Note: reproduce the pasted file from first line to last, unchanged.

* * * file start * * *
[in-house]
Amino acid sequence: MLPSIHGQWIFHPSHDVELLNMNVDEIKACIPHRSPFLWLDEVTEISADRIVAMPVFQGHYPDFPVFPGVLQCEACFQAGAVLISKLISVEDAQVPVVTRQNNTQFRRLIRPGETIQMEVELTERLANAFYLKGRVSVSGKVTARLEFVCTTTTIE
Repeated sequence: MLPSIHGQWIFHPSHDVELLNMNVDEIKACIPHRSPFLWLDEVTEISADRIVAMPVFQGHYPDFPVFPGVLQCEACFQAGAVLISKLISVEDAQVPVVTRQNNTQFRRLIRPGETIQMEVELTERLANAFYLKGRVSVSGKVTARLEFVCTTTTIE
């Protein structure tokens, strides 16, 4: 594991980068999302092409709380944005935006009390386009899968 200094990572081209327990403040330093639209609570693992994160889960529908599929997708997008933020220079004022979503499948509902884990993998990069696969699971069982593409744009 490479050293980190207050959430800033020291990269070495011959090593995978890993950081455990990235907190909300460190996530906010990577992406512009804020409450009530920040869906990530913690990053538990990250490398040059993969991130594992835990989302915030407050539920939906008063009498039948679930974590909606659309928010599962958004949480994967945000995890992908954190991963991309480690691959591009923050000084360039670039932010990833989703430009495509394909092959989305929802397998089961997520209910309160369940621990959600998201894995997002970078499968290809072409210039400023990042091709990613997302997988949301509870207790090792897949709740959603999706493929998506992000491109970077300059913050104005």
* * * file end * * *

[in-house]
Amino acid sequence: MLPSIHGQWIFHPSHDVELLNMNVDEIKACIPHRSPFLWLDEVTEISADRIVAMPVFQGHYPDFPVFPGVLQCEACFQAGAVLISKLISVEDAQVPVVTRQNNTQFRRLIRPGETIQMEVELTERLANAFYLKGRVSVSGKVTARLEFVCTTTTIE
Repeated sequence: MLPSIHGQWIFHPSHDVELLNMNVDEIKACIPHRSPFLWLDEVTEISADRIVAMPVFQGHYPDFPVFPGVLQCEACFQAGAVLISKLISVEDAQVPVVTRQNNTQFRRLIRPGETIQMEVELTERLANAFYLKGRVSVSGKVTARLEFVCTTTTIE
């Protein structure tokens, strides 16, 4: 594991980068999302092409709380944005935006009390386009899968 200094990572081209327990403040330093639209609570693992994160889960529908599929997708997008933020220079004022979503499948509902884990993998990069696969699971069982593409744009 490479050293980190207050959430800033020291990269070495011959090593995978890993950081455990990235907190909300460190996530906010990577992406512009804020409450009530920040869906990530913690990053538990990250490398040059993969991130594992835990989302915030407050539920939906008063009498039948679930974590909606659309928010599962958004949480994967945000995890992908954190991963991309480690691959591009923050000084360039670039932010990833989703430009495509394909092959989305929802397998089961997520209910309160369940621990959600998201894995997002970078499968290809072409210039400023990042091709990613997302997988949301509870207790090792897949709740959603999706493929998506992000491109970077300059913050104005």